The Institute of Medicine recently identified coordination as one of the most critical problems plaguing the U.S. healthcare system. A recent study by the Commonwealth Fund found that the most common quality problems reported by physicians were related to problems of coordination. Coordination of care is challenging because healthcare is complex, with high levels of specialization that are driven – perhaps inevitably – by the complexity of the human body, the human mind and the social world in which we live. But coordination is even more challenging given trends toward shorter hospital stays and increasing outpatient care. Our research has found a high level of fragmentation across different providers working with the same patient – and the lack of a clear system integrator.2 Our research also shows that most often the patient or family member plays the role of system integrator not by design, but by default. A number of possibilities have been offered to fill this gap – including a better-reimbursed primary-care provider, a case manager employed by the payer, and a “medical home” model – but practitioners and researchers are still divided regarding the best solution.
Development and Retention of Health Care Workers
By 2030, the boomers who begin retiring in 2008 will have made the U.S. population older than Florida’s population is today. Over the next few decades, the aging of the population will loom as one of the major human resources issues in the U.S., and joint efforts of health care providers and unions are likely to be a major part of the solution. In one innovative effort, Kaiser Permanente and its unions established a joint education trust fund to provide for employee education, and then established a joint partnership with a community college in Oregon to train existing employees to become registered nurses. The selection process for employees into this program involves criteria such as managerial assessment and the employee’s prior educational background and educational performance, including grade point average. Two of the participating unions – SEIU and American Federation of Teachers – are involved in the final selection of employees into the program. Kaiser Permanente pays for tuition, books and 20 hours of class and/or study time per week. In return for acceptance into this program, employees commit to remaining with Kaiser Permanente for two years upon completion.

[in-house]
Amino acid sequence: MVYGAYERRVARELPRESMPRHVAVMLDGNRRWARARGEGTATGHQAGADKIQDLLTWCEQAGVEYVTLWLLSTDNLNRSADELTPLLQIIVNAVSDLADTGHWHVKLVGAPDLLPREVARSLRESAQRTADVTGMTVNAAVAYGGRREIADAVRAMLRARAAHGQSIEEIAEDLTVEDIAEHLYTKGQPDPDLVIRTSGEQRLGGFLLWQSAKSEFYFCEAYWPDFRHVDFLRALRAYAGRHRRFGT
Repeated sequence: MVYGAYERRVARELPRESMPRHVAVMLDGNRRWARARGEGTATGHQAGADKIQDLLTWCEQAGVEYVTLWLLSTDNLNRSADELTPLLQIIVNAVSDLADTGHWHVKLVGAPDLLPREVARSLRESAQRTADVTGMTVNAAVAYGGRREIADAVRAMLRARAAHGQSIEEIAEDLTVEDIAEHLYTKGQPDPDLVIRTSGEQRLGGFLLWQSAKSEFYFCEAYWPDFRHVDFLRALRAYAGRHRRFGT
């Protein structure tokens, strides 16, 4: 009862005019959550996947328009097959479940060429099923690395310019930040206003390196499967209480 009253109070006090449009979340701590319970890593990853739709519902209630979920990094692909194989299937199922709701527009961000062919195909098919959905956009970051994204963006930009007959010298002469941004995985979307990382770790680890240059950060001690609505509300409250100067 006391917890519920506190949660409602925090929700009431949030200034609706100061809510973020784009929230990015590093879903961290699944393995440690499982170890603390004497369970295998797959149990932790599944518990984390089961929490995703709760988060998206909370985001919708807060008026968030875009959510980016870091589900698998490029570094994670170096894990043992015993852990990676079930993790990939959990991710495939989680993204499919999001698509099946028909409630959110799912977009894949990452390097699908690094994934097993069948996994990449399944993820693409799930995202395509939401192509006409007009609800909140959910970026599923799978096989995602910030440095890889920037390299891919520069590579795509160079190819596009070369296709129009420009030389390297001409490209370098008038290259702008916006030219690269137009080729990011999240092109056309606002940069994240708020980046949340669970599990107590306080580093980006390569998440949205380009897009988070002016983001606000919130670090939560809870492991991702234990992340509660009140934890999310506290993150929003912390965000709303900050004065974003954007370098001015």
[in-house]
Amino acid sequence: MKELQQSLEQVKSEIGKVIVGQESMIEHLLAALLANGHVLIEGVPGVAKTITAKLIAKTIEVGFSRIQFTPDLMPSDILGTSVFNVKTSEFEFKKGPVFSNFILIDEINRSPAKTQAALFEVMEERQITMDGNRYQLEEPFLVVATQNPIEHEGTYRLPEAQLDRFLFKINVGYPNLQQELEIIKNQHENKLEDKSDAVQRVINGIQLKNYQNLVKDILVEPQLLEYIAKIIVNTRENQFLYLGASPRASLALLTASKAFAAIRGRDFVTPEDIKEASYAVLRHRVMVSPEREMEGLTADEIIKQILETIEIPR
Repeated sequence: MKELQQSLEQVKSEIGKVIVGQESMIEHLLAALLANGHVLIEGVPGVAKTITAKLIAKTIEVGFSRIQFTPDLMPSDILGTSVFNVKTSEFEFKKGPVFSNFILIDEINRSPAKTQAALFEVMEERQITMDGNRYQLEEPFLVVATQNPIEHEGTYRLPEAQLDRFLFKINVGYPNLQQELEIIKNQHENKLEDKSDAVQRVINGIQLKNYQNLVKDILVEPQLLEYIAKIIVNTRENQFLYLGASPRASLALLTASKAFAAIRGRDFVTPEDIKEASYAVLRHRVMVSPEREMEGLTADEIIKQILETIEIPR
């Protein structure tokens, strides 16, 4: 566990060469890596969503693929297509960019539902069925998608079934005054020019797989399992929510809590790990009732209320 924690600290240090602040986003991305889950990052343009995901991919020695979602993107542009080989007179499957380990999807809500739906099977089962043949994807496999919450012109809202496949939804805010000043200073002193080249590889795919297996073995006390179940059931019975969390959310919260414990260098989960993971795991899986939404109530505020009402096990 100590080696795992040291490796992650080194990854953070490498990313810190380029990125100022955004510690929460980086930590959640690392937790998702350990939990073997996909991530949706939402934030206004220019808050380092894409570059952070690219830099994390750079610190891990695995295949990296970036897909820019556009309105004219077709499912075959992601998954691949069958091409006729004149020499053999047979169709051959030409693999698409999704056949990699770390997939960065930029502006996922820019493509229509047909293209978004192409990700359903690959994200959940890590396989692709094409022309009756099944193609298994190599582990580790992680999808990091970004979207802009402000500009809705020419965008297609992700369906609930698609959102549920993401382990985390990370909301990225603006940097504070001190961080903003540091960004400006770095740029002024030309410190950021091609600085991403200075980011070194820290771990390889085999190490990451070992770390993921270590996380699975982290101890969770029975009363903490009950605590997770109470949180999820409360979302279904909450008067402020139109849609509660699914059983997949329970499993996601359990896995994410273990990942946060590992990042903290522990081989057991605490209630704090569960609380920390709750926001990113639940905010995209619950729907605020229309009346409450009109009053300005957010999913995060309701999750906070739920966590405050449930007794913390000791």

Though labor-management cooperation seems to rise and fall from prominence in the public eye, we have many examples of deliberate and sustained efforts by unions and employers to solve critical health care problems. Long-established and well-studied partnerships at Kaiser Permanente and at New York City Hospitals, for instance, continue to attract attention. Back in the mid-1990s, workers and managers came to the Twin Cities in Minnesota to study newly emerging labor-management partnerships. A few years later, the Twin Cities work collapsed, but the experience helped to shape labor-management efforts elsewhere, including at Kaiser Permanente, at New York City Hospitals, and at Group Health in Seattle.
There are other notable partnerships as well. The American Federation of Government Employees works continually with the Veterans Administration to improve quality outcomes in a system that is under tremendous stress. Michigan Nurses Association continues its work with the University of Michigan Hospital and Sparrow Hospital. SEIU Healthcare Minnesota (formerly SEIU Local 113) just concluded a new four-year agreement that includes a Strategic Alliance partnership that borrows heavily from the Kaiser agreement. If brought together for comparative analysis, these experiences have the potential to help us learn how to sustain and support the delivery of quality health care.